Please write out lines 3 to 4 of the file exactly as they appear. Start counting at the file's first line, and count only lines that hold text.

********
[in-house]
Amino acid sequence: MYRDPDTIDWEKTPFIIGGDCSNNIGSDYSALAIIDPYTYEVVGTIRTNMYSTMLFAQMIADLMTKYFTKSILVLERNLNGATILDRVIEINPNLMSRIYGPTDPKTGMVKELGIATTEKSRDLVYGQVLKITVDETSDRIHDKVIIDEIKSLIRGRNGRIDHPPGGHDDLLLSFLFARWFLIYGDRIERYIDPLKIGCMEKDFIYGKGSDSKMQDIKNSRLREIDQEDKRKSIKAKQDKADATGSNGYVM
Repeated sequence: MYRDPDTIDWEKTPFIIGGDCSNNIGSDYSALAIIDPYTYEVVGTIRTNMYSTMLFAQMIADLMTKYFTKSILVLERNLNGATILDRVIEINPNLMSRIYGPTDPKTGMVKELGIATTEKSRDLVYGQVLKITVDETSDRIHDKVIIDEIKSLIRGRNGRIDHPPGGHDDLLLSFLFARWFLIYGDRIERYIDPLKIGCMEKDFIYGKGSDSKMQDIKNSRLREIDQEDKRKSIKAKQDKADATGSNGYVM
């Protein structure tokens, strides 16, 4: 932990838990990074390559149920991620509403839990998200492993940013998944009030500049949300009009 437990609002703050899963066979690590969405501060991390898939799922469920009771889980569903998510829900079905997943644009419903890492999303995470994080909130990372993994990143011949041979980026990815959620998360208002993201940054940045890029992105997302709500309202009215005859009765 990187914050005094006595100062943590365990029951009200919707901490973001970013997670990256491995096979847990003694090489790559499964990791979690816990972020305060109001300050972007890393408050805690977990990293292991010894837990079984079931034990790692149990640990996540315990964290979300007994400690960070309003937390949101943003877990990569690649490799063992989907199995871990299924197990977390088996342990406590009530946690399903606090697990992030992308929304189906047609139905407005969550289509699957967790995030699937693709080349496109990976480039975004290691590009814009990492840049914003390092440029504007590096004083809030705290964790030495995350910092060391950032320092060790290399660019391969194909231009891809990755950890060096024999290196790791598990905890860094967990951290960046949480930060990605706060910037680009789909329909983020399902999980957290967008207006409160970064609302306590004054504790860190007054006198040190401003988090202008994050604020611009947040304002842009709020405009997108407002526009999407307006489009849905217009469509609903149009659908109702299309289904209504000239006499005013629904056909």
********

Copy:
Repeated sequence: MYRDPDTIDWEKTPFIIGGDCSNNIGSDYSALAIIDPYTYEVVGTIRTNMYSTMLFAQMIADLMTKYFTKSILVLERNLNGATILDRVIEINPNLMSRIYGPTDPKTGMVKELGIATTEKSRDLVYGQVLKITVDETSDRIHDKVIIDEIKSLIRGRNGRIDHPPGGHDDLLLSFLFARWFLIYGDRIERYIDPLKIGCMEKDFIYGKGSDSKMQDIKNSRLREIDQEDKRKSIKAKQDKADATGSNGYVM
């Protein structure tokens, strides 16, 4: 932990838990990074390559149920991620509403839990998200492993940013998944009030500049949300009009 437990609002703050899963066979690590969405501060991390898939799922469920009771889980569903998510829900079905997943644009419903890492999303995470994080909130990372993994990143011949041979980026990815959620998360208002993201940054940045890029992105997302709500309202009215005859009765 990187914050005094006595100062943590365990029951009200919707901490973001970013997670990256491995096979847990003694090489790559499964990791979690816990972020305060109001300050972007890393408050805690977990990293292991010894837990079984079931034990790692149990640990996540315990964290979300007994400690960070309003937390949101943003877990990569690649490799063992989907199995871990299924197990977390088996342990406590009530946690399903606090697990992030992308929304189906047609139905407005969550289509699957967790995030699937693709080349496109990976480039975004290691590009814009990492840049914003390092440029504007590096004083809030705290964790030495995350910092060391950032320092060790290399660019391969194909231009891809990755950890060096024999290196790791598990905890860094967990951290960046949480930060990605706060910037680009789909329909983020399902999980957290967008207006409160970064609302306590004054504790860190007054006198040190401003988090202008994050604020611009947040304002842009709020405009997108407002526009999407307006489009849905217009469509609903149009659908109702299309289904209504000239006499005013629904056909």